Tuesday, May 21, 2013

U.S. Chamber of Commerce Accuses Environmental Groups of Abusing Regulatory Process

Sue and Settle: Regulating Behind Closed Doors

What Is Sue and Settle?

According to the U.S. Chamber of Commerce, sue and settle occurs when an agency intentionally relinquishes its statutory discretion by accepting lawsuits from outside groups that effectively dictate the priorities and duties of the agency through legally binding, court-approved settlements negotiated behind closed doors—with no participation by other affected parties or the public.
The Chamber says that as a result of the sue and settle process, the agency intentionally transforms itself from an independent actor that has discretion to perform its duties in a manner best serving the public interest into an actor subservient to the binding terms of settlement agreements, which includes using congressionally appropriated funds to achieve the demands of specific outside groups. The Chamber believes this process also allows agencies to avoid the normal protections built into the rulemaking process—review by the Office of Management and Budget and the public, and compliance with executive orders—at the critical moment when the agency’s new obligation is created.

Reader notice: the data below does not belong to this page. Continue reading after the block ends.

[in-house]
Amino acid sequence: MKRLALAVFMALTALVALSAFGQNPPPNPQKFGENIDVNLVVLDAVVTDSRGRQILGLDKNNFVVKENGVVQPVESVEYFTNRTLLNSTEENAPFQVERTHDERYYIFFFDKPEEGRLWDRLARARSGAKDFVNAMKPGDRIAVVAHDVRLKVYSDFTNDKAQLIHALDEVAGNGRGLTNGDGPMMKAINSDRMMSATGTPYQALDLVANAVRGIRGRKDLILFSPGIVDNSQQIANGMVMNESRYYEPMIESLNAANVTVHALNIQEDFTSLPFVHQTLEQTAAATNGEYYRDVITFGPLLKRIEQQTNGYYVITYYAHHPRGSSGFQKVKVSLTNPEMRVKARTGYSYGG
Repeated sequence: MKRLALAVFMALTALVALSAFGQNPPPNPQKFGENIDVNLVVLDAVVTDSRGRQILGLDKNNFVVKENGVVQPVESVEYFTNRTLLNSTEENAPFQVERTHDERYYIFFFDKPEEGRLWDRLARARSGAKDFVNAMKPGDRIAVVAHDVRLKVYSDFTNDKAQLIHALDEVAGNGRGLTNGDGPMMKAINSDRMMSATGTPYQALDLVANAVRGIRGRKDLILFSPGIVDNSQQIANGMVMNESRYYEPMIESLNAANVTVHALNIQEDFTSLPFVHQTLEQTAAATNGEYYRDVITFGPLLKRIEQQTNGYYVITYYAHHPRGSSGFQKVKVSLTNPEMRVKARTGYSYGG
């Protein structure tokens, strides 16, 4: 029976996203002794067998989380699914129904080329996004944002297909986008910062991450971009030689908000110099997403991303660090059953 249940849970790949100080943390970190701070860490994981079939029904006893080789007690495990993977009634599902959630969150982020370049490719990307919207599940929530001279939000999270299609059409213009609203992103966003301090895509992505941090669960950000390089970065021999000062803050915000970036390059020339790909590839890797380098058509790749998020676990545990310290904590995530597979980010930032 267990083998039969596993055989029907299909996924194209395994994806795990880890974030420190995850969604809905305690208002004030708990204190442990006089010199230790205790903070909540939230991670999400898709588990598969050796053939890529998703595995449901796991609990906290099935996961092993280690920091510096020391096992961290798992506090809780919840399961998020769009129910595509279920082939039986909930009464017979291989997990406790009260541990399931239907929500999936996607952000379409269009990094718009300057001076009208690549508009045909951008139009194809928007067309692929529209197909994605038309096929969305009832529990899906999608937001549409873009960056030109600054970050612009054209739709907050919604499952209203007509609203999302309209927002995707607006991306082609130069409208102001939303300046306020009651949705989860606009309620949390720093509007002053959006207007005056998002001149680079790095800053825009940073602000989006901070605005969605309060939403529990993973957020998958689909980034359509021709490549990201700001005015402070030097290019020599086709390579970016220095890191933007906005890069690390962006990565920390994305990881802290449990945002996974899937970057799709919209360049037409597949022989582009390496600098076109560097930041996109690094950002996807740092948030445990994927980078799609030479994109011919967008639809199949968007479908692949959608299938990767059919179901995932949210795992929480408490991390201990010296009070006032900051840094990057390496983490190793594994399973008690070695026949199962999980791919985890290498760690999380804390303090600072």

What Is the Sue and Settle Process?

  1. Environmental advocacy group sues federal agency to issue regulations by a specific deadline.
  2. Environmental advocacy group and federal agency work out an agreement.*
    *Conducted behind closed doors.
  3. Draft consent decree or settlement agreement is lodged with the court.
  4. Under some laws the federal agency invites and receives public comments on the decree or agreement.*
    *Too little, too late: the damage has been done.
  5. Court finalizes the decree or agreement.*
    *It generally does not matter to courts if the decree or agreement is not required or authorized by statute.

Which Advocacy Groups Use the Sue and Settle Process the Most?

Which Courts Handle the Most Sue and Settle Cases?

Comparing the Use of Sue and Settle Over the Past 15 Years

What are the Economic Implications of our Findings?

(U.S. Chamber of Commerce)

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